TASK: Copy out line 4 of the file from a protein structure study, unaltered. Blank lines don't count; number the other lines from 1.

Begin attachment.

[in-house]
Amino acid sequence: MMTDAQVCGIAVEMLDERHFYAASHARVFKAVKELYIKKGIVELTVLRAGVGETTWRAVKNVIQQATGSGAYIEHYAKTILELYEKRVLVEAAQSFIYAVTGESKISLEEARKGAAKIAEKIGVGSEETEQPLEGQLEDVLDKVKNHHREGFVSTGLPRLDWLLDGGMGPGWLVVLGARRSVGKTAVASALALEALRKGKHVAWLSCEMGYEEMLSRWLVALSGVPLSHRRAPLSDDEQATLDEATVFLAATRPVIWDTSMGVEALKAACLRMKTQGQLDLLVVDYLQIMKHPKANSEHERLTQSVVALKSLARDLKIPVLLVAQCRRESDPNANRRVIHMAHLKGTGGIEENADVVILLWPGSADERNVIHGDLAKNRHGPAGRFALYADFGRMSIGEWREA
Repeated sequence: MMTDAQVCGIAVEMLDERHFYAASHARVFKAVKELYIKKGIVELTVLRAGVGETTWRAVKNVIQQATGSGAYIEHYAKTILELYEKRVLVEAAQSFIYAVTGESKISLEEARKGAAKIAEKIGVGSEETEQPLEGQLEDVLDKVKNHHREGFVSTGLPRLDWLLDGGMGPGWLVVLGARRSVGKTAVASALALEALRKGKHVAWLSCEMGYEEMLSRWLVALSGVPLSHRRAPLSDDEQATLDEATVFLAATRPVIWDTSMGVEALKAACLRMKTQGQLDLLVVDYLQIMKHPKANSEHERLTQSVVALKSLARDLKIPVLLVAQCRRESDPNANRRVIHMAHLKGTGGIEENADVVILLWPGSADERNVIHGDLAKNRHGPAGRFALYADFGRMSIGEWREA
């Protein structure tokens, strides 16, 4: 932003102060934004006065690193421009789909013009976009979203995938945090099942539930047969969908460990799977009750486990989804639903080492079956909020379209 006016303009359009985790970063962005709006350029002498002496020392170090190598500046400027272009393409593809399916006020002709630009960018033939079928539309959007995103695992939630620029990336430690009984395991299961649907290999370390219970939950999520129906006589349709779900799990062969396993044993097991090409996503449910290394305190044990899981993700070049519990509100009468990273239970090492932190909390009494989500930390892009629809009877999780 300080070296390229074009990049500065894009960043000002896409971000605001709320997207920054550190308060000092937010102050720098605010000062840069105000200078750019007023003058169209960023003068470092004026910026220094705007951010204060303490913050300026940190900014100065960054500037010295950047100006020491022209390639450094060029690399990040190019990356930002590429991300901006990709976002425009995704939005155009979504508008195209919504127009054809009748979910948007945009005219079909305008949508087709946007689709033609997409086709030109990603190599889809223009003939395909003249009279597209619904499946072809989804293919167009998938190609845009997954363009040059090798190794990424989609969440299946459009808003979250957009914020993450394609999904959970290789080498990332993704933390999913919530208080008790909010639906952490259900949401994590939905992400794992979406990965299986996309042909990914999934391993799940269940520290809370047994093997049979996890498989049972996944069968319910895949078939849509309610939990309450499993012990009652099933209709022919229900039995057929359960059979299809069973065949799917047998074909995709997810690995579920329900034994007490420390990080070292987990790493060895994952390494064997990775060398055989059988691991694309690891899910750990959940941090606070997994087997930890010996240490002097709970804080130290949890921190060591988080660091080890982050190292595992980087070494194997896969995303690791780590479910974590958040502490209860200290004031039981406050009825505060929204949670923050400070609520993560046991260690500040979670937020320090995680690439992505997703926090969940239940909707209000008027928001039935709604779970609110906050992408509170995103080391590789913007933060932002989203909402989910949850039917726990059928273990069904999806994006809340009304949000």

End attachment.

């Protein structure tokens, strides 16, 4: 932003102060934004006065690193421009789909013009976009979203995938945090099942539930047969969908460990799977009750486990989804639903080492079956909020379209 006016303009359009985790970063962005709006350029002498002496020392170090190598500046400027272009393409593809399916006020002709630009960018033939079928539309959007995103695992939630620029990336430690009984395991299961649907290999370390219970939950999520129906006589349709779900799990062969396993044993097991090409996503449910290394305190044990899981993700070049519990509100009468990273239970090492932190909390009494989500930390892009629809009877999780 300080070296390229074009990049500065894009960043000002896409971000605001709320997207920054550190308060000092937010102050720098605010000062840069105000200078750019007023003058169209960023003068470092004026910026220094705007951010204060303490913050300026940190900014100065960054500037010295950047100006020491022209390639450094060029690399990040190019990356930002590429991300901006990709976002425009995704939005155009979504508008195209919504127009054809009748979910948007945009005219079909305008949508087709946007689709033609997409086709030109990603190599889809223009003939395909003249009279597209619904499946072809989804293919167009998938190609845009997954363009040059090798190794990424989609969440299946459009808003979250957009914020993450394609999904959970290789080498990332993704933390999913919530208080008790909010639906952490259900949401994590939905992400794992979406990965299986996309042909990914999934391993799940269940520290809370047994093997049979996890498989049972996944069968319910895949078939849509309610939990309450499993012990009652099933209709022919229900039995057929359960059979299809069973065949799917047998074909995709997810690995579920329900034994007490420390990080070292987990790493060895994952390494064997990775060398055989059988691991694309690891899910750990959940941090606070997994087997930890010996240490002097709970804080130290949890921190060591988080660091080890982050190292595992980087070494194997896969995303690791780590479910974590958040502490209860200290004031039981406050009825505060929204949670923050400070609520993560046991260690500040979670937020320090995680690439992505997703926090969940239940909707209000008027928001039935709604779970609110906050992408509170995103080391590789913007933060932002989203909402989910949850039917726990059928273990069904999806994006809340009304949000």